Watching Big Fish Again, Ten Years Later

Thursday night I watched “Big Fish” again. I hadn’t watched it in a decade. (Did you forget that the movie even existed?) It was way cheesier and sappier than I remembered. But apparently that didn’t matter: just like last time, I wept through the last twenty minutes of the film. I wept because of the deathbed father / estranged son story, even as it was full of cliches. But I also wept because the film raises a serious question about my faith: Is Christianity just an elaborate story we project onto the sky? As the father character dies, and the luminous glow of the film slowly fades, all we are left with is a faith in the power of human storytelling, and it is a terrifying spiritual darkness. Faced with the prospect that we are truly alone with our stories, I wept. But there is a chance that Christianity is true. There is a chance that we are not alone. The film proffers a set of myths that are so archetypal that nothing in the film is particular, nothing is unique, nothing is incarnated. Perhaps it is in what was missing from the film that our hope lies. In the Incarnation, I believe the preposterous claim that all the hopes of our myths were answered not with another myth, but with a scandalously particular human being. He was not a mythical everyman but a poor migrant Jew with no citizenship papers, living without any promise of food, clothing, or shelter. He probably smelled bad, had a crooked face, or maybe he had an annoying laugh. That this man, this obscure itinerant preacher, would be the revelation of God in his particularity as a human being, this is the Incarnation, and it tears through all of our myths and stories, presenting us with the possibility that God is among us.

Evangelical Christians like to point to the cross as the center of the Christian faith, but the early church was right to see our salvation as consisting of two centers. It is not only the cross, but the Incarnation that is good news for us. Without the Incarnation, all of our myths are a closed loop, a crushing canopy of immanence. Under the weight of that canopy, I wept. But by faith in the Incarnation, joy comes in the morning. There is nothing I can do to prove this, but by faith, I believe.

Official 24-Hour Dad-A-Thon Quiz

The first-ever 24-hour Dad-A-Thon was a smashing success! To celebrate, I’ve compiled this short quiz. (It’s like Buzzfeed, but without the gross aftertaste.) Can you guess the correct answers?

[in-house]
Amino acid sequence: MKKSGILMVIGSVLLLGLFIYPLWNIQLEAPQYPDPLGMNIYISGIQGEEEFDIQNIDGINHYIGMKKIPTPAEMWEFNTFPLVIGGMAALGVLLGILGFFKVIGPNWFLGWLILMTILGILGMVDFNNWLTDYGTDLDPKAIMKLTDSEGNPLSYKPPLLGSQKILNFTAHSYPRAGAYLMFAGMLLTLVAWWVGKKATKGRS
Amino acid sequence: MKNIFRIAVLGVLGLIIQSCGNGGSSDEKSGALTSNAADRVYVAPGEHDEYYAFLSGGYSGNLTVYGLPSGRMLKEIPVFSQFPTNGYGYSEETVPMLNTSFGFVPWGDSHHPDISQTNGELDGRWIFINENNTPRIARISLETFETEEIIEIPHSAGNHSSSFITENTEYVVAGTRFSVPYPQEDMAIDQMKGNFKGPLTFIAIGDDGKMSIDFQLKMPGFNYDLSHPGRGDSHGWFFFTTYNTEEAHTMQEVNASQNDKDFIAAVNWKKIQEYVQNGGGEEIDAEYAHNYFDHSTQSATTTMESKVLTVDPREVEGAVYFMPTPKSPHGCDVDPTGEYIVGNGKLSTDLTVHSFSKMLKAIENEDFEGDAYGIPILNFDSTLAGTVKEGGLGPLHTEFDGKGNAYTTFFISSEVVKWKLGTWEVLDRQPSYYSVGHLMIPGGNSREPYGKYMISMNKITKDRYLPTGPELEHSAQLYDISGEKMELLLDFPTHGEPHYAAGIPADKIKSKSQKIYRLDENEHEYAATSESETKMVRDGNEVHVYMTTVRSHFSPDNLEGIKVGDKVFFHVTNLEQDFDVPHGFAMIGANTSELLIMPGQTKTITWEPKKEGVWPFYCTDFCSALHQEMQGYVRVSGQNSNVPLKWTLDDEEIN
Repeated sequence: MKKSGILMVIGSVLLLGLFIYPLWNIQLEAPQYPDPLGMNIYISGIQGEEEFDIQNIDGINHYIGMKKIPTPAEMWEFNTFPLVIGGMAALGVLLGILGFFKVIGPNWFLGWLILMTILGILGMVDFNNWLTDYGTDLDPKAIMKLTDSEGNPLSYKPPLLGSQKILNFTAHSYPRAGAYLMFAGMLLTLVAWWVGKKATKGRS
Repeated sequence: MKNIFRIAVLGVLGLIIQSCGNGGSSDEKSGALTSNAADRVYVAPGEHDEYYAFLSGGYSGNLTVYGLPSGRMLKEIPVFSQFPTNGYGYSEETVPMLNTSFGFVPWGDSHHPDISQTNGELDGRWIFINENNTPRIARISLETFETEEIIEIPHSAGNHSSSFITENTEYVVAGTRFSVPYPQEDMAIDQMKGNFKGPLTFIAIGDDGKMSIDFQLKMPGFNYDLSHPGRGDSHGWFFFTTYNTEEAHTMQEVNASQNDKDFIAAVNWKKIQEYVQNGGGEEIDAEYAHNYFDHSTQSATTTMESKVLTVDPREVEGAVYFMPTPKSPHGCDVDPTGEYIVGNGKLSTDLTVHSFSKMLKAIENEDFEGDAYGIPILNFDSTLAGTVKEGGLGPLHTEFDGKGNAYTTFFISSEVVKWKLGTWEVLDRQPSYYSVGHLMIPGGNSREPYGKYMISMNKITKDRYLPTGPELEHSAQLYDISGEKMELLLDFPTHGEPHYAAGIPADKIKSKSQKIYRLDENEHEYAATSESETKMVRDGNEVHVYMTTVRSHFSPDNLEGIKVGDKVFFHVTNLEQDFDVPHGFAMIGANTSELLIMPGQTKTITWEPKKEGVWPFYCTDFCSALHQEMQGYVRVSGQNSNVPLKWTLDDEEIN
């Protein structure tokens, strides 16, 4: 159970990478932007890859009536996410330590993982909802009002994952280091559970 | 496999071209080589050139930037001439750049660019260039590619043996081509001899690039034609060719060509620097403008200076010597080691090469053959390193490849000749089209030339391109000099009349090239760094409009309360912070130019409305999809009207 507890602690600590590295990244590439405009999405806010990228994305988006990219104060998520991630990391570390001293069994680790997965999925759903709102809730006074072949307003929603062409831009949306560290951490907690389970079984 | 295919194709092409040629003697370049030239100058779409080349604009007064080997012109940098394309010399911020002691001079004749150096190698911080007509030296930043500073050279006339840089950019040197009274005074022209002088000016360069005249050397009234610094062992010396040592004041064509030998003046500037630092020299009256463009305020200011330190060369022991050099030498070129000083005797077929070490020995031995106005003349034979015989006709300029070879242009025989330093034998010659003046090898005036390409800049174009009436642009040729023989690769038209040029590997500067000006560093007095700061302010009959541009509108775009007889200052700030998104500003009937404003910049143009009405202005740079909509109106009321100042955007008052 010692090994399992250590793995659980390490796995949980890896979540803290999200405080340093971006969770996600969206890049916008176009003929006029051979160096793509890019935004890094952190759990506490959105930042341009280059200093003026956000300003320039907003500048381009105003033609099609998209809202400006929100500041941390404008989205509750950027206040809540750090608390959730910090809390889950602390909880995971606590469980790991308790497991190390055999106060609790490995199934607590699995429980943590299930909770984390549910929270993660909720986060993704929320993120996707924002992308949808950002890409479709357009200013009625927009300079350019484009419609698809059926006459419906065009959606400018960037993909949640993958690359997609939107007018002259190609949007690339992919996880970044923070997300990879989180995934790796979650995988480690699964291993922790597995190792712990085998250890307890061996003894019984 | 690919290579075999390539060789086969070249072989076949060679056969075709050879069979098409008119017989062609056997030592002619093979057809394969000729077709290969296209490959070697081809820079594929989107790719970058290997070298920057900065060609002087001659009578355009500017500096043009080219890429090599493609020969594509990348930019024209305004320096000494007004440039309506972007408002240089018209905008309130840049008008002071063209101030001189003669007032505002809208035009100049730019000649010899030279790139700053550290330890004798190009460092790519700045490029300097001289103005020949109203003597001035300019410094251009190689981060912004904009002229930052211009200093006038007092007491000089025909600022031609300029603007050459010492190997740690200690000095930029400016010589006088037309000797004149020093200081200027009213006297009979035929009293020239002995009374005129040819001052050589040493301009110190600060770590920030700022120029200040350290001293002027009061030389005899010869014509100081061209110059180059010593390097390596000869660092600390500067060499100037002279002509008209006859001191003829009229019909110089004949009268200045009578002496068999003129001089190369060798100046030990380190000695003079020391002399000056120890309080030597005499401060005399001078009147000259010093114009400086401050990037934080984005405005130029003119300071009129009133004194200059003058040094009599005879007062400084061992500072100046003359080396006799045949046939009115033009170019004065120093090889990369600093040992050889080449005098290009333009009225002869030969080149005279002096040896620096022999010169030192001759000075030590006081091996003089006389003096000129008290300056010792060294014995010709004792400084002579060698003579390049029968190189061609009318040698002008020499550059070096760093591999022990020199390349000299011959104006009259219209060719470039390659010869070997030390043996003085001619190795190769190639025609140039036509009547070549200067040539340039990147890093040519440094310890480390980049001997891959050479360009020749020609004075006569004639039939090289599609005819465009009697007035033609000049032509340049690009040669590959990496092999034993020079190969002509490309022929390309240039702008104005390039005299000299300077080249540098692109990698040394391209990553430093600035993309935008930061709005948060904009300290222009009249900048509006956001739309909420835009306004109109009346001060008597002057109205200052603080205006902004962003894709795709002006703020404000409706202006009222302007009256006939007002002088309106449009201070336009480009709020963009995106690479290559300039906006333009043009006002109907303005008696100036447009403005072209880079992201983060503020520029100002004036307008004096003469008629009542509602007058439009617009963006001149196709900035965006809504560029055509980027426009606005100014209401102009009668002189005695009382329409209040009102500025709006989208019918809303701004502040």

* * *

1. For dinner we ate:

A) Mom’s away, now’s our chance! Taco Bell!
B) I made spaghetti.
C) Butch’s has great appetizer and drink selections.

2. During dinner, we:

A) listened to Calvin’s Institutes on audiobook, in silence, like some Protestant perversion of a monastic dining hall.
B) discussed plans for how to build a fort out of blankets, clothes pins, and reference books. It also included designs for a contraption called an “exca-lifter.”
C) FOOD FIGHT! (Table ended up sideways)
D) debated (unexpectedly) whether everything belongs to God and Jesus, or nothing belongs to God and Jesus.
E) B and D

3. The best spaceships are made out of:

A) Legos
B) K’nex
C) Legos AND K’nex.

4. Movietime! We watched:

A) Six episodes of Daniel Tiger, back-to-back.
B) Andrei Tarkovsky’s Andrei Rublev. Without subtitles.
C) Fargo.

5. Ah. The kids are finally in bed. Time to unwind. I think I’ll:

A) compulsively check how the presidential candidate polls are doing.
B) read patristic commentaries
C) Ah, forget it. I’m going to sleep, too.

6. Number of kids who ended up in my bed in the night:

A) 2
B) 2
C) 0
D) 2

7. For breakfast, we ate:

A) “Alright kids, you’re on your own. I see some foragable green things growing in the backyard.”
B) I made french toast.
C) Mom’s away, now’s our chance! Cocoa Puffs and Pop Tarts! No, better: Cocoa Puff Pop Tarts!

8. After breakfast, there was an impromptu:

A) monkey dance
B) spelling bee
C) massive milk spillage

9. The maximum number of times it takes to ask a child to pick up a toy before he/she will pick it up is:

A) 1 (hint: this is the wrong answer.)
B) ∞
C) n + 1 (where n = promise of candy, movie, or immediate loss of all nearby toys)

10. Number of poop-trastrophes that happened while daddy was trying to make food:

A) 1
B) 1.5
C) 2

11. The best time to have a surprise “tubby” is:

A) 1-5 minutes after a major potty accident
B) 5-10 minutes after a major potty accident
C) As soon as you discover a major potty accident. Try not to think about how long it’s been.

12. Number of times I sent distress texts to Joanna:

A) 1
B) 0
C) 3
D) 8

13. The perfect ending to a 24-hour Dad-A-Thon is:

A) signal flare
B) a trip to the park
C) shopping trip to Cabela’s

14. Would daddy do a 24-hour Dad-A-Thon again?

A) yes
B) yes
C) yes
D) yes

Commentary Survey: Matthew

Here are my thoughts on commentaries for the book of Matthew, to be updated in the future as needed:

Hands down, no question, the best commentary for the book of Matthew is Davies and Allison’s ICC commentary. I usually find the ICC as a series to be dry, painfully technical, and of zero use to preachers or teachers in a local church. D&A is different. They do get pretty technical, but their technical work is so good and illuminating that it’s worth reading. Not only that, they also show you a stunning range of history of interpretation, and they are not afraid to illuminate the theological implications of the text. It is extremely rare to get all of this in one commentary. It is not easy reading, and it is not cheap (3 volumes, $50 a pop), but if you’re willing to make the investment of time, money, and mental energy, it is extremely rewarding.